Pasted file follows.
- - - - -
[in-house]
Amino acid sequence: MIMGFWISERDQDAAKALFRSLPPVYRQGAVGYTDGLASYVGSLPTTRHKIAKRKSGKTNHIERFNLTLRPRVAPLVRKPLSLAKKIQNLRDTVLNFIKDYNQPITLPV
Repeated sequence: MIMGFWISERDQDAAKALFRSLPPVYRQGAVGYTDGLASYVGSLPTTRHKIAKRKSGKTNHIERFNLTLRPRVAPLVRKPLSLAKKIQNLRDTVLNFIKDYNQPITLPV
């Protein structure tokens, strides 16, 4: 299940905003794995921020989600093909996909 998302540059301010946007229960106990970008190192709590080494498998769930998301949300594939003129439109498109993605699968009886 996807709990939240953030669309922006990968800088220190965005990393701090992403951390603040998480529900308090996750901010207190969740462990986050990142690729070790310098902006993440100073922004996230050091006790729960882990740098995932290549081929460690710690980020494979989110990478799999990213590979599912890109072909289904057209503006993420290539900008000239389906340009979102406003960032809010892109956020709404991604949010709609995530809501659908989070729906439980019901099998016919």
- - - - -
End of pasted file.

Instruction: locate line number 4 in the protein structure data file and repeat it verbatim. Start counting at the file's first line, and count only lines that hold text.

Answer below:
């Protein structure tokens, strides 16, 4: 299940905003794995921020989600093909996909 998302540059301010946007229960106990970008190192709590080494498998769930998301949300594939003129439109498109993605699968009886 996807709990939240953030669309922006990968800088220190965005990393701090992403951390603040998480529900308090996750901010207190969740462990986050990142690729070790310098902006993440100073922004996230050091006790729960882990740098995932290549081929460690710690980020494979989110990478799999990213590979599912890109072909289904057209503006993420290539900008000239389906340009979102406003960032809010892109956020709404991604949010709609995530809501659908989070729906439980019901099998016919």